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McCain and McConnell -- the rivalry continues

McCain, McConnell
McCain and McConnell: This time around it didn't get personal.  

WASHINGTON (CNN) -- The battle over big money in politics is all but over in the Senate, but for the two leading protagonists, the war continues.

"It's not over yet," said Sen. Mitch McConnell, R-Kentucky, the most vocal opponent of the Senate's all-but-passed campaign finance bill.

"Its over in the Senate, but this is a bill that's fraught with all kinds of constitutional problems and if it becomes law, I'm taking it to court," McConnell declared.

Meanwhile, the chief sponsor of the bill, Arizona Republican John McCain, vows to fight that battle when it comes. But first things first: He's focused on the upcoming battle in the House of Representatives.

"It's been through the House twice by overwhelming majority so I think we can do it," McCain told CNN on Friday. "I do not underestimate that the closer we get to passage, the greater the opposition will be.

"There's no doubt that a win here was important," he said. "But it's still a long way from us having a bill on the president's desk."

McCain.

McConnell.

The battle continues because for each man it is more of a personal crusade than a Senate debate.

For McConnell, it is a crusade to protect the First Amendment. For McCain, it is a crusade to restore public trust in politics.

The last time they faced off in the Senate, it got personal. McCain read the Webster's Dictionary definition of "corruption," and McConnell took offense.

That was nearly two years ago. The offended McConnell used Senate rules to keep McCain's bill from coming up for a vote.

When McCain took his crusade to last year's presidential campaign trail, he portrayed himself as "Star Wars" hero Luke Skywalker, battling the forces of evil. When the debate hit the Senate floor this time, McConnell jokingly called himself Darth Vader, the "Star Wars" villain.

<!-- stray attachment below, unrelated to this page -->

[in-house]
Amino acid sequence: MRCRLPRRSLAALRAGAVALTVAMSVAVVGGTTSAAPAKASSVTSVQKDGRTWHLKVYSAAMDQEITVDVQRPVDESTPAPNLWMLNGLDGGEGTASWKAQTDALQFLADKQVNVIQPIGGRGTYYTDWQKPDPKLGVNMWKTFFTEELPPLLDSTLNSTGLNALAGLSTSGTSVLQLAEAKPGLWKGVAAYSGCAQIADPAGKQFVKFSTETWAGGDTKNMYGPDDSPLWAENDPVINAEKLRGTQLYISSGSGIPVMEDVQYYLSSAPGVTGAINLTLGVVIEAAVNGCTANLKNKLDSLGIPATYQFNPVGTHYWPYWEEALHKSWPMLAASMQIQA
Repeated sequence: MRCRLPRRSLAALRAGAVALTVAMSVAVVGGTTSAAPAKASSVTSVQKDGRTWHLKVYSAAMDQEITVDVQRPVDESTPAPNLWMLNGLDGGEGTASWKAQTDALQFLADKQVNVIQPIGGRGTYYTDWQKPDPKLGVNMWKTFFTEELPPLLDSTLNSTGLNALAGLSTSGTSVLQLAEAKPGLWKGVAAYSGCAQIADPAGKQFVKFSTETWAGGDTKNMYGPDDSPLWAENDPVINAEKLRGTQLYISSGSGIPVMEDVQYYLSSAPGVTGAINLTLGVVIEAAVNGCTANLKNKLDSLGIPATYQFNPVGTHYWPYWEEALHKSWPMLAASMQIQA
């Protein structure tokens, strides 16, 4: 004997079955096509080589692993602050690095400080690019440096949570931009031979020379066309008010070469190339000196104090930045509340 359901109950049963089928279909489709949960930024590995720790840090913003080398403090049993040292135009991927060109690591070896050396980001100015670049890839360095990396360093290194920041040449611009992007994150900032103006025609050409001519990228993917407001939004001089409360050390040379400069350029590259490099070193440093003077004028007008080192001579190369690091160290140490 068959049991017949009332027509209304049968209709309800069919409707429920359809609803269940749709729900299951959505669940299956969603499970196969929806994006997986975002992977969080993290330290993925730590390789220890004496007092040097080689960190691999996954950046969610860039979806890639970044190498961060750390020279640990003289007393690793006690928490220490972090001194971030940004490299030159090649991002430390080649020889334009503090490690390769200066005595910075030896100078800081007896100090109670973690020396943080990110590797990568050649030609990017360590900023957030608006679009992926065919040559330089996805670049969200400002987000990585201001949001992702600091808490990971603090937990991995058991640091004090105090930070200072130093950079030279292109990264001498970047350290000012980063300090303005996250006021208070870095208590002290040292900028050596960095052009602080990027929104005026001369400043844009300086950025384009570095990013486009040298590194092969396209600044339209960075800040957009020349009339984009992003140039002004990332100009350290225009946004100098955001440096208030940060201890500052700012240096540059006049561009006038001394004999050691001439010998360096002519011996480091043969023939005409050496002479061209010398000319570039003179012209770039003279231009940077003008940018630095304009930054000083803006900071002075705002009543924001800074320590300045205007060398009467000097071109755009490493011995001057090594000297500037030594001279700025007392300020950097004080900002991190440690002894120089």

Republican Sen. Phil Gramm of Texas said of McConnell: "I want to say to my dear colleague from Kentucky that I admire him.

"Very few pundits are applauding," Gramm said. "I just want to say I am one person who's applauding, and I will never ever forget what you've done. It may not be in an editorial, but it's sure as hell enshrined in my heart."

But Gramm emerged from the campaign finance debate with newfound respect for McCain as well.

"He has reminded me in this debate of an ancient god Aeneas whose mother was the Earth, and every time he was thrown to the ground he got up stronger than he had been when he was cast to the ground," Gramm said.

This time around, it didn't get personal. In fact, McConnell, whose frigid relationship with McCain has never been a secret, now says he has never gotten along so well with his adversary.

"We had not been on good terms for years, and I think it was largely because of this issue," McConnell said. "We actually had a good working relationship during the course of the debate. He didn't surprise me, and I didn't surprise him.

"It went well," McConnell said.

The next face-off on campaign finance reform may be months away. The House is not expected to take up the issue until this summer at the earliest.



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